Back home, the weather is always a topic of conversation. You can get all four seasons in a day in Edinburgh, so small talk often revolves around the daily weather. So it’s somewhat natural that the sudden drop in temperature and arrival of pumpkin spiced everything comes with a different view, and aspect on DC has emerged. We’ve all now been in the city for over a month and a half. We have our favourite coffee shops, we understand the metro and seeing Marine One fly-over or a motorcade going-by is not unfamiliar to us. We’re no longer tourists and more like residents.
It’s not all plain sailing though - little ever is - culture shock hasn’t been sudden but it does exist. I’ve been to the US even DC itself before, but being a tourist is much different to actually living in a place. Coming from a country where anything 65F+ is sunbathing weather, the immediate culture shock was the heat and humidity. I’m no stranger to heat and love nothing better than relaxing by a pool, but I was to humidity and I really wasn’t expecting it when I arrived. That first full day in DC was great but dealing with the subsequent and unexpected mosquito bites the following day, was not. So there’s little things that can still blindside you.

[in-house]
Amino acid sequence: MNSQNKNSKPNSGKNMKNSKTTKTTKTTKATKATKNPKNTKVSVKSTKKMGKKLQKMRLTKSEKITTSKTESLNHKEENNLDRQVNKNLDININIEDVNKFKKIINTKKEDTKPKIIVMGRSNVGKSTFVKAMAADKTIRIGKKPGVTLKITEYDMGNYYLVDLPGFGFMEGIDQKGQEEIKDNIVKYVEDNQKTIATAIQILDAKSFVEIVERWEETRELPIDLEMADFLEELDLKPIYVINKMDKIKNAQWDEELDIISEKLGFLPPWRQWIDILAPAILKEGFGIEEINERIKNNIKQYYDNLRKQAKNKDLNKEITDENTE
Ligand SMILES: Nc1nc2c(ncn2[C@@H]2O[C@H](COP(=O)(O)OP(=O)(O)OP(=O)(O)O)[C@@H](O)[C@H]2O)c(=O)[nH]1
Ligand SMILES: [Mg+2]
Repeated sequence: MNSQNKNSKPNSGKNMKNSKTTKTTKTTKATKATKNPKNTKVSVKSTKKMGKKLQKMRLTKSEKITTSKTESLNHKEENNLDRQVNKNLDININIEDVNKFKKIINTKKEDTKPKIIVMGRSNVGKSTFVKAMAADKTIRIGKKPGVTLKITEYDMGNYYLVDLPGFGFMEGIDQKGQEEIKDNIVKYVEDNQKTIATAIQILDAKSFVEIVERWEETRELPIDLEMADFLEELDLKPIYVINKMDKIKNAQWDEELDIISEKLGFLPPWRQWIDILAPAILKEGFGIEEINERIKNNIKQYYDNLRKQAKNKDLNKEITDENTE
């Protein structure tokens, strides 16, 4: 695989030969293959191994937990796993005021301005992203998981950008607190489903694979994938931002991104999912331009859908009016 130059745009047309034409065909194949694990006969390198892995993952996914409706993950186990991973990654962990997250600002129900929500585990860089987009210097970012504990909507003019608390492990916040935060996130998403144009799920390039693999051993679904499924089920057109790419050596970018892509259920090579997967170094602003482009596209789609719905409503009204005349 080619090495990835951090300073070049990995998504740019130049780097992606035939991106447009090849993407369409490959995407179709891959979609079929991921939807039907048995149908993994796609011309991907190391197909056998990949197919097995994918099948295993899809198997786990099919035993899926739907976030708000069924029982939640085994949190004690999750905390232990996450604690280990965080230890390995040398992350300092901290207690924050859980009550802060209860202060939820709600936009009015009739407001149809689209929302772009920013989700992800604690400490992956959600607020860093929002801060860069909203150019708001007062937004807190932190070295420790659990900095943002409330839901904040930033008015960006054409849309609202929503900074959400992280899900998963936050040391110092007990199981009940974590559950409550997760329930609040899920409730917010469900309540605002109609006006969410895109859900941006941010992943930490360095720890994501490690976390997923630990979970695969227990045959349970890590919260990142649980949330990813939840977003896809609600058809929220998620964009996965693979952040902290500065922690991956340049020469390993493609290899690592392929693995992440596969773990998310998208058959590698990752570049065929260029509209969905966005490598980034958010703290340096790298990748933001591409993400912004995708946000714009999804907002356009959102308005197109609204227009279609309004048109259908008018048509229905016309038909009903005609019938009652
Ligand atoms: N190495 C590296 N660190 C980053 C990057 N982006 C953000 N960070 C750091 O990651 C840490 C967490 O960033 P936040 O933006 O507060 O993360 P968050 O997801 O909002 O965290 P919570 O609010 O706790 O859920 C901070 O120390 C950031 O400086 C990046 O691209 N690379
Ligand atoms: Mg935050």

Nonetheless, the city is beginning to feel like home. I’ve purposely held off doing any travelling until I was well rooted in the city and now that’s happened, I’m busy tracking down cheap flights (Virgin America has deals to the West coast for as little as $179 at the moment). I’m looking at spend a little time all over the place, New England, the South, Pacific North West, Colorado and California or all on my bucket list for the year.
That sense of reality is helped by the impending mid-terms which are stacking up thick and fast. Much of the general stereotype of a year abroad, particularly if you’re studying on a program in Europe is that academics go out the window and its a year of partying and debauchery. Whilst partying and debaucher is still a running narrative here, academics are still a huge factor. Classes are demanding but ultimately interesting and rewarding. There’s a greater sense of freedom in choosing your subjects here and professors are much better at providing real life examples to their teachings which makes the whole experience ultimately more rewarding.
So, it’s been another week of class, socialising, watching sports and general fun times.
Friday was spent recovering from a surprise party for Ellie, one of our study abroad troop. Saturday was spent watching College football - I was kinda disappointed that GW didn’t have a team but at the same time allows me to follow any team that’s really playing and generally enjoy the game which is fantastically passionate. Sunday was another trip to H street and the Pug for brunch for a friends birthday, followed by very stereotypical drinking from red solo cup in a backyard playing beer pong, boom cap and various other games I generally didn’t understand but all in all a good weekend.